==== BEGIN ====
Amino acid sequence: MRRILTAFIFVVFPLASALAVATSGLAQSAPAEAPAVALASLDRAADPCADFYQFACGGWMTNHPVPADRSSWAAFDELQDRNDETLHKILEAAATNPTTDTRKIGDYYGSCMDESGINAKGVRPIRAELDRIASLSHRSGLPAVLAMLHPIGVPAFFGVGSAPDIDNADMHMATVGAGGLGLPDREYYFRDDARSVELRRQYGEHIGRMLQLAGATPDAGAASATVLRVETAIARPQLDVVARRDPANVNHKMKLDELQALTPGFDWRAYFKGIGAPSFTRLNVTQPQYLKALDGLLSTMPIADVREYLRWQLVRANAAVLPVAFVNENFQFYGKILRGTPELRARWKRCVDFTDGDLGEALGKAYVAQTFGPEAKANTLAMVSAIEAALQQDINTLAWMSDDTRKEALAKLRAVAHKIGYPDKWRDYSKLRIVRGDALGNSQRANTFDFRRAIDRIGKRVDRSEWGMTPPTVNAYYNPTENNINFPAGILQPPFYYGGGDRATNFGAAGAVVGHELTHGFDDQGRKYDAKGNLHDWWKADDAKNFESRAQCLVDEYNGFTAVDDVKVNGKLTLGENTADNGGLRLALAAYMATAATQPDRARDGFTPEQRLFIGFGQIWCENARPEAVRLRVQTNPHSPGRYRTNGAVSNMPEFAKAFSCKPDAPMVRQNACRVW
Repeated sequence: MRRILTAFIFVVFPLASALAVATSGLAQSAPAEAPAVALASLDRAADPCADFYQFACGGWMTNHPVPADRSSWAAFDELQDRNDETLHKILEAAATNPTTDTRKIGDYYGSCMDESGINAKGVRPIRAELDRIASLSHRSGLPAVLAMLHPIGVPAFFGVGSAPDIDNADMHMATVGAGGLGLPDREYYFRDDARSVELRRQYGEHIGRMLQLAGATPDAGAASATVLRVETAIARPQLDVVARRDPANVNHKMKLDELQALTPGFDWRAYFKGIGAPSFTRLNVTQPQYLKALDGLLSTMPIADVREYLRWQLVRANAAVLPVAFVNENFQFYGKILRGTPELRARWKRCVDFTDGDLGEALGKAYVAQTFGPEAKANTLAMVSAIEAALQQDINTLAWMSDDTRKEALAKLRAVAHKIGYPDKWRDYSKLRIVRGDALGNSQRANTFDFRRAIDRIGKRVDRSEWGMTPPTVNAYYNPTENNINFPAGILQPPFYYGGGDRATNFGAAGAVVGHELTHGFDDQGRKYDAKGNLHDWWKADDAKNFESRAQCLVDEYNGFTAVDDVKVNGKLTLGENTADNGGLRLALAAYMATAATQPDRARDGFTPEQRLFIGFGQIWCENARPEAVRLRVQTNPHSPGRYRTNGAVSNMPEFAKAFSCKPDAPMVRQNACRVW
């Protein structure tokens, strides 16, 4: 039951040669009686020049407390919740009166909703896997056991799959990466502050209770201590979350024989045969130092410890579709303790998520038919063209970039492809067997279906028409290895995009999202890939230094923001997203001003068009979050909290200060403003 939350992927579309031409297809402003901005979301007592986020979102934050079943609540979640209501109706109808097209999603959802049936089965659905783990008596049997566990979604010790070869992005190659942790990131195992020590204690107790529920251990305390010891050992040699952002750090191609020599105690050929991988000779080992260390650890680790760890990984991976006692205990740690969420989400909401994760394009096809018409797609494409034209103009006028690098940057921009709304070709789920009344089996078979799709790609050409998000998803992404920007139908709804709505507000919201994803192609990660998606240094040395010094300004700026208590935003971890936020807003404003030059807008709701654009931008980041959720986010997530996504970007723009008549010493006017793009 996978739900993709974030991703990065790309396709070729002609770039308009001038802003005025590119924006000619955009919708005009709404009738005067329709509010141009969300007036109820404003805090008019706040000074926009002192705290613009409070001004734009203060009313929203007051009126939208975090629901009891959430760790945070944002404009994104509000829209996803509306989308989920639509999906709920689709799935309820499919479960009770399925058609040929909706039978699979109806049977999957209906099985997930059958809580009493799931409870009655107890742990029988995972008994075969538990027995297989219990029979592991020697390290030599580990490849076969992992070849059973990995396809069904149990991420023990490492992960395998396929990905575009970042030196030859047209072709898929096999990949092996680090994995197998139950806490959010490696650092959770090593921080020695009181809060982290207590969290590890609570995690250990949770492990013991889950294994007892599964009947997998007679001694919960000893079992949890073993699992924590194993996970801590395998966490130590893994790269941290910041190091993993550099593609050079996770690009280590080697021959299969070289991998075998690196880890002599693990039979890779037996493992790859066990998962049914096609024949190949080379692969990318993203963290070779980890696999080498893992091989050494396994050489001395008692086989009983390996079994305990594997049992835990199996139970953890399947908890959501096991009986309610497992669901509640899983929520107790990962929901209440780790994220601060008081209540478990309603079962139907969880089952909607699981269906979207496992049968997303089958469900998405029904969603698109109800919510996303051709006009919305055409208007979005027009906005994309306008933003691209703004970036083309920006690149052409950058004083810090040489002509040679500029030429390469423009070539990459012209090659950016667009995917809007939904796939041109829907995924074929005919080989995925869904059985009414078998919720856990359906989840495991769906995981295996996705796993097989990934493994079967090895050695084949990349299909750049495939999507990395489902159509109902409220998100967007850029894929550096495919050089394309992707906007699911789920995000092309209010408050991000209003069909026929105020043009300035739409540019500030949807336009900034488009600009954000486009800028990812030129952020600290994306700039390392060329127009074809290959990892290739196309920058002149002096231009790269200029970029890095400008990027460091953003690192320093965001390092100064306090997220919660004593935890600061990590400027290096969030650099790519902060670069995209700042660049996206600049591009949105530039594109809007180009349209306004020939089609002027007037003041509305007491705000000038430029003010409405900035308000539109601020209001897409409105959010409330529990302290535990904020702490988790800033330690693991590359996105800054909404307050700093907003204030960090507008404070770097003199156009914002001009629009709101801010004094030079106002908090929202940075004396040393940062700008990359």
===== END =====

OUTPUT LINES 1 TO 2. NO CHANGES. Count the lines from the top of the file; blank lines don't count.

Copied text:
Amino acid sequence: MRRILTAFIFVVFPLASALAVATSGLAQSAPAEAPAVALASLDRAADPCADFYQFACGGWMTNHPVPADRSSWAAFDELQDRNDETLHKILEAAATNPTTDTRKIGDYYGSCMDESGINAKGVRPIRAELDRIASLSHRSGLPAVLAMLHPIGVPAFFGVGSAPDIDNADMHMATVGAGGLGLPDREYYFRDDARSVELRRQYGEHIGRMLQLAGATPDAGAASATVLRVETAIARPQLDVVARRDPANVNHKMKLDELQALTPGFDWRAYFKGIGAPSFTRLNVTQPQYLKALDGLLSTMPIADVREYLRWQLVRANAAVLPVAFVNENFQFYGKILRGTPELRARWKRCVDFTDGDLGEALGKAYVAQTFGPEAKANTLAMVSAIEAALQQDINTLAWMSDDTRKEALAKLRAVAHKIGYPDKWRDYSKLRIVRGDALGNSQRANTFDFRRAIDRIGKRVDRSEWGMTPPTVNAYYNPTENNINFPAGILQPPFYYGGGDRATNFGAAGAVVGHELTHGFDDQGRKYDAKGNLHDWWKADDAKNFESRAQCLVDEYNGFTAVDDVKVNGKLTLGENTADNGGLRLALAAYMATAATQPDRARDGFTPEQRLFIGFGQIWCENARPEAVRLRVQTNPHSPGRYRTNGAVSNMPEFAKAFSCKPDAPMVRQNACRVW
Repeated sequence: MRRILTAFIFVVFPLASALAVATSGLAQSAPAEAPAVALASLDRAADPCADFYQFACGGWMTNHPVPADRSSWAAFDELQDRNDETLHKILEAAATNPTTDTRKIGDYYGSCMDESGINAKGVRPIRAELDRIASLSHRSGLPAVLAMLHPIGVPAFFGVGSAPDIDNADMHMATVGAGGLGLPDREYYFRDDARSVELRRQYGEHIGRMLQLAGATPDAGAASATVLRVETAIARPQLDVVARRDPANVNHKMKLDELQALTPGFDWRAYFKGIGAPSFTRLNVTQPQYLKALDGLLSTMPIADVREYLRWQLVRANAAVLPVAFVNENFQFYGKILRGTPELRARWKRCVDFTDGDLGEALGKAYVAQTFGPEAKANTLAMVSAIEAALQQDINTLAWMSDDTRKEALAKLRAVAHKIGYPDKWRDYSKLRIVRGDALGNSQRANTFDFRRAIDRIGKRVDRSEWGMTPPTVNAYYNPTENNINFPAGILQPPFYYGGGDRATNFGAAGAVVGHELTHGFDDQGRKYDAKGNLHDWWKADDAKNFESRAQCLVDEYNGFTAVDDVKVNGKLTLGENTADNGGLRLALAAYMATAATQPDRARDGFTPEQRLFIGFGQIWCENARPEAVRLRVQTNPHSPGRYRTNGAVSNMPEFAKAFSCKPDAPMVRQNACRVW